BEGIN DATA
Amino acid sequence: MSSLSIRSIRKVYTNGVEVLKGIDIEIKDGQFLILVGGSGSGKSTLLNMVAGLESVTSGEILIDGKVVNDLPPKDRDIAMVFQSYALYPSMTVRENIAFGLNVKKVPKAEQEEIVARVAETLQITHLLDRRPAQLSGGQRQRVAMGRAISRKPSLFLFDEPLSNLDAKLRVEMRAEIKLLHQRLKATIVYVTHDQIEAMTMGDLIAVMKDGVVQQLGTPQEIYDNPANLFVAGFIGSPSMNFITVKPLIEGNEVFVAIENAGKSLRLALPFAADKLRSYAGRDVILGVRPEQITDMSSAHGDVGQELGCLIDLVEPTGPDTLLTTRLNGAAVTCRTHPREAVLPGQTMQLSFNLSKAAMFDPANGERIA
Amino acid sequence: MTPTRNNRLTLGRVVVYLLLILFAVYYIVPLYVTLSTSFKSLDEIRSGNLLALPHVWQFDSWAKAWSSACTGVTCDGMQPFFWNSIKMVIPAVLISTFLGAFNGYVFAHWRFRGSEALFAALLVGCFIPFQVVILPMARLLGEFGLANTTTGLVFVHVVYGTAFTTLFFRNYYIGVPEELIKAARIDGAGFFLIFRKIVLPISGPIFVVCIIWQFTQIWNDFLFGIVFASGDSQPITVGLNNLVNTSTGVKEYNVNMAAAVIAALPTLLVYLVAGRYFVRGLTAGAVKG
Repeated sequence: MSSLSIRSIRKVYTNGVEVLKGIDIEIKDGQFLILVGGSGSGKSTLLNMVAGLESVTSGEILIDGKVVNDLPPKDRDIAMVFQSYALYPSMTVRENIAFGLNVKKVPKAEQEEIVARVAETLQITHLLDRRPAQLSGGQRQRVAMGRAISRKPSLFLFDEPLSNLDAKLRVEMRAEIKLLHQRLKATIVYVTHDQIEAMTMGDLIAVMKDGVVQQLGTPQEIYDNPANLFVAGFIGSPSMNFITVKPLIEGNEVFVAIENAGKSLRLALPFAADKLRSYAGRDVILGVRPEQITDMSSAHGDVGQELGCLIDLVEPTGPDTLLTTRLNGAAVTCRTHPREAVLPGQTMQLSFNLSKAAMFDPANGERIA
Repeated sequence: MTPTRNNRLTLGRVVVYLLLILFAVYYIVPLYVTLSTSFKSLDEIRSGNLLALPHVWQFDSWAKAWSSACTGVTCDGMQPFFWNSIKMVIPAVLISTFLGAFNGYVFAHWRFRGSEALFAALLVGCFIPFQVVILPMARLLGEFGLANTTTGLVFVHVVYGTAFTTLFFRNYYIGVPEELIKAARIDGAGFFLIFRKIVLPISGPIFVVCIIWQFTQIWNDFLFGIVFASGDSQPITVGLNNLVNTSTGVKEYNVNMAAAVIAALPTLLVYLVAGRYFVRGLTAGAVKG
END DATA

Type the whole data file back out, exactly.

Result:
Amino acid sequence: MSSLSIRSIRKVYTNGVEVLKGIDIEIKDGQFLILVGGSGSGKSTLLNMVAGLESVTSGEILIDGKVVNDLPPKDRDIAMVFQSYALYPSMTVRENIAFGLNVKKVPKAEQEEIVARVAETLQITHLLDRRPAQLSGGQRQRVAMGRAISRKPSLFLFDEPLSNLDAKLRVEMRAEIKLLHQRLKATIVYVTHDQIEAMTMGDLIAVMKDGVVQQLGTPQEIYDNPANLFVAGFIGSPSMNFITVKPLIEGNEVFVAIENAGKSLRLALPFAADKLRSYAGRDVILGVRPEQITDMSSAHGDVGQELGCLIDLVEPTGPDTLLTTRLNGAAVTCRTHPREAVLPGQTMQLSFNLSKAAMFDPANGERIA
Amino acid sequence: MTPTRNNRLTLGRVVVYLLLILFAVYYIVPLYVTLSTSFKSLDEIRSGNLLALPHVWQFDSWAKAWSSACTGVTCDGMQPFFWNSIKMVIPAVLISTFLGAFNGYVFAHWRFRGSEALFAALLVGCFIPFQVVILPMARLLGEFGLANTTTGLVFVHVVYGTAFTTLFFRNYYIGVPEELIKAARIDGAGFFLIFRKIVLPISGPIFVVCIIWQFTQIWNDFLFGIVFASGDSQPITVGLNNLVNTSTGVKEYNVNMAAAVIAALPTLLVYLVAGRYFVRGLTAGAVKG
Repeated sequence: MSSLSIRSIRKVYTNGVEVLKGIDIEIKDGQFLILVGGSGSGKSTLLNMVAGLESVTSGEILIDGKVVNDLPPKDRDIAMVFQSYALYPSMTVRENIAFGLNVKKVPKAEQEEIVARVAETLQITHLLDRRPAQLSGGQRQRVAMGRAISRKPSLFLFDEPLSNLDAKLRVEMRAEIKLLHQRLKATIVYVTHDQIEAMTMGDLIAVMKDGVVQQLGTPQEIYDNPANLFVAGFIGSPSMNFITVKPLIEGNEVFVAIENAGKSLRLALPFAADKLRSYAGRDVILGVRPEQITDMSSAHGDVGQELGCLIDLVEPTGPDTLLTTRLNGAAVTCRTHPREAVLPGQTMQLSFNLSKAAMFDPANGERIA
Repeated sequence: MTPTRNNRLTLGRVVVYLLLILFAVYYIVPLYVTLSTSFKSLDEIRSGNLLALPHVWQFDSWAKAWSSACTGVTCDGMQPFFWNSIKMVIPAVLISTFLGAFNGYVFAHWRFRGSEALFAALLVGCFIPFQVVILPMARLLGEFGLANTTTGLVFVHVVYGTAFTTLFFRNYYIGVPEELIKAARIDGAGFFLIFRKIVLPISGPIFVVCIIWQFTQIWNDFLFGIVFASGDSQPITVGLNNLVNTSTGVKEYNVNMAAAVIAALPTLLVYLVAGRYFVRGLTAGAVKG